Thursday, November 29, 2012

New Stories

This summer melted far faster then that last stretch of snow.

Our newest family member and first grandchild, Yarona Blue, was born September 18, 2012, on Douglas Island to parents Merrick Ann and her sweetheart Joe Jacobson. She's a spirited delight and, like her parents, proving to be an intrepid traveler. In two months of life this little kiddo has covered vast territory, back and forth across Alaska for oncology appointments. It's a big state!

At present, Yarona is keeping her mamma, poppa and grandma on their toes in Bellingham, Wa.  Her momma's undergoing chemo sessions for Hodgkin Lymphoma, (detected a year after her first treatments). Bellingham is a somewhat easier climate. But, gad... it's wet!

Writing, as always is good medicine for the entire clan. This season, it's best approached in a private manner. I'll share, soon, when I return home to Alaska. Until then.

   It's a family!

Monday, June 18, 2012

Shapes of Summer

I've been away from writing and I miss it.

In late May the snowshoes were repaired and put away just as a green grandness unfurled. May and June have been quite cool, in the low 40°'s. Not a gardening summer. The Kluane-Chilkat Bike Race last weekend had calls for snow in the Chilkat Pass, twenty miles beyond our place. I tuck in at night with a cozy sweater and socks.

But, that green explosion. Again I value the intelligence of hooves and horizontal movement through a summer rainforest. We wind through reaches that gently open to the herd as we nip and nibble shoulder width paths so inviting that the rest of the forest dwellers share our route; bear, moose, coyote.

This summer, we consist of four Oberhasli goats; Mom, her two teen does and their impressive older, wether-brother. The three young adults all sport full horns, muscled, agile and beautiful! Two middle-aged ewe sheep join us as well, (we have both browsers and grazers.) Both dogs keep aware of our periphery; Mason, the ancient and wise and his lady, Tupher, the new trail boss/apprentice. Each scout ahead. The tail runners are two white and orange kitten boys from the Hay Ranch at Dezdeash. Life is extremely large for those little fellows and they love it!.

We're a well oiled team, a silent presence. We are the watcher in the woods.

Tuesday, February 28, 2012

Getting Better, Thanks, And Pass the Soup. Please!

There's absolutely nothing as effective as getting puny to remind me how much I value my health, good diet and outdoor time. Plus, I just don't do puny well.

This winter, I've had the interesting challenge of returning to the classroom as Title 1 Aide at the Klukwan School. Working with the kids who are in sixth grade through Juniors in high school has been great, though they're light years ahead of me in most arenas offering the dual benefit of hope for the future plus daily lessons in humility.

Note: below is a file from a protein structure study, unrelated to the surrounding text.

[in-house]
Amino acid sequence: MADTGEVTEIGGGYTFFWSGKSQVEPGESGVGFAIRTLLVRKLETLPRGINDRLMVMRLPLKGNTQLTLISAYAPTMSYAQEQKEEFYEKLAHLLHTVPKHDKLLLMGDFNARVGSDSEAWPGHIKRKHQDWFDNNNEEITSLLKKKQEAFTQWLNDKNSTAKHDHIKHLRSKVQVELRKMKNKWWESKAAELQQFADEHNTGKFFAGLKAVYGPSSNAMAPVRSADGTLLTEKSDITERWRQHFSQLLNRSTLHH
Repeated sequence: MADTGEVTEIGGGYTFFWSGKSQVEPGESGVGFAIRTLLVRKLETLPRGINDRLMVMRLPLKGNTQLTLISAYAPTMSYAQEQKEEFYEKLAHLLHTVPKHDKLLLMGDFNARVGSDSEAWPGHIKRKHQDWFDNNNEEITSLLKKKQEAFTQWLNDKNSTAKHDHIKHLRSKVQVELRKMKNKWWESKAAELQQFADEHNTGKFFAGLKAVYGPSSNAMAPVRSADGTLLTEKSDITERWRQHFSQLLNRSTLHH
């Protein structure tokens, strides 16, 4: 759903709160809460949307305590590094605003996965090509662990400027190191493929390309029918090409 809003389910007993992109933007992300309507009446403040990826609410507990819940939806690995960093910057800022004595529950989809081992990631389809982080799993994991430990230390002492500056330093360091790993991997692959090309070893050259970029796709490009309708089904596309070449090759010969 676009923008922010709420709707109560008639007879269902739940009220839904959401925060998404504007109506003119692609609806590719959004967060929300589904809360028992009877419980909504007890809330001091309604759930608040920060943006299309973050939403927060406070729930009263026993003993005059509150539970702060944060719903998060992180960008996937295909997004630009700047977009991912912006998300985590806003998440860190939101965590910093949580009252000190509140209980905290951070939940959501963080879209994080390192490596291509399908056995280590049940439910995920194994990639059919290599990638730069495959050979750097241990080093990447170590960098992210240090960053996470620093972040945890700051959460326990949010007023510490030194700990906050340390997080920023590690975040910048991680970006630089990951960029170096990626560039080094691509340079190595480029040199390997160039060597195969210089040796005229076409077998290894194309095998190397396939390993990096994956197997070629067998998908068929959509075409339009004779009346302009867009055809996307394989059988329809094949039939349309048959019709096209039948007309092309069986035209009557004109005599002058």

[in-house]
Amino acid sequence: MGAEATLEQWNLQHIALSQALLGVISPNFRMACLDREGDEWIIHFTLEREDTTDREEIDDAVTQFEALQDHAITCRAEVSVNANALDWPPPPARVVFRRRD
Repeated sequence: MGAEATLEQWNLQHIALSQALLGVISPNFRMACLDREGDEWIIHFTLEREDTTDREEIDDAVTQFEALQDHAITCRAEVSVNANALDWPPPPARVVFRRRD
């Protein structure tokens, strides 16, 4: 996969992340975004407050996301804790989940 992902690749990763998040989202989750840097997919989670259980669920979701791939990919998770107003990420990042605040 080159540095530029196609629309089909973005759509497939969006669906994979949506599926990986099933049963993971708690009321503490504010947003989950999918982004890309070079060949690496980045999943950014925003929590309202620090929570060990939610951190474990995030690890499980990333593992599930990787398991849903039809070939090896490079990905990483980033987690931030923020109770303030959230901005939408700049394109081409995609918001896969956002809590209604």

For the students that I work with, I AM able to lend an elbow to elbow focus-tether plus frequent reality checks on the relevancy of what they're studying: "You see, mastery of math and grammar matters now and in the long haul. Just look at how I struggle trying to help you!"

Also, I confess my surprise over how little general knowledge most kiddos have of history and the world in general. Last week I heard: "You mean the Nazi's were real! Not just characters from computer games who turn into zombies once you've killed them?" And: "So, who was Martin Luther King?" "What the heck are civil rights?" "Why do we have Elizabeth Peratovich Day?", what was the Arab Spring?" (translated as "Why should we care?")

The all consuming attitude of "BORING" is the largest challenge, especially as most Jr. High kids work really hard at maintaining that mindset. Here's my take: dullness combined with a lack of exercise effects our health and opens the door for migrating bugs to be shared, (homegrown science labs yearning to be explored.) Plus, it keeps you stupid and generally unattractive to others.

I mandate that each time a kid runs a fever or shows other clear indicators that they're sick, they should be required to stay in bed - IN BED,  (no gadgets allowed). This also requires that someone is home watching over them - as they sleep, read one good book, or two, or three, draw, write letters, make frequent notes in a journal about what they are dreaming and pictures of the progression of their symptoms.

Frequent chicken noodle soup, (with plenty of basil!), is optional, (though it comes highly recommended.) Reading together as a family never, EVER hurts!

Now, back to healing, (damn shared bugs). Blessed are Edith Pearlman and the joy of a savory Garrison Keillor Love Sonnet  or two. Go ahead, read the reviews, while you're at it.

P.S. A special thanks to my Honey Man for firewood and a cookie and to Yevette Graham for sending her private stash of Emergen-C Super Orange. What friends!

Sunday, January 8, 2012

Gathering White Stuff And Confidence Too

The snow continues to mound here at the Alaska-Canadian border having gathered to the rather impressive depth of 200 + inches and up until today, it's all powder. The willow, scrub maple and alder are heavily buried. Deep holes and treacherous trenches beneath fallen trees are completely filled in. With the temperature beginning to climb towards 30° the snow pack will turn to pristine white cement everywhere, the kind that vanishes somewhere around the first of June. Until then, the going's going to be great.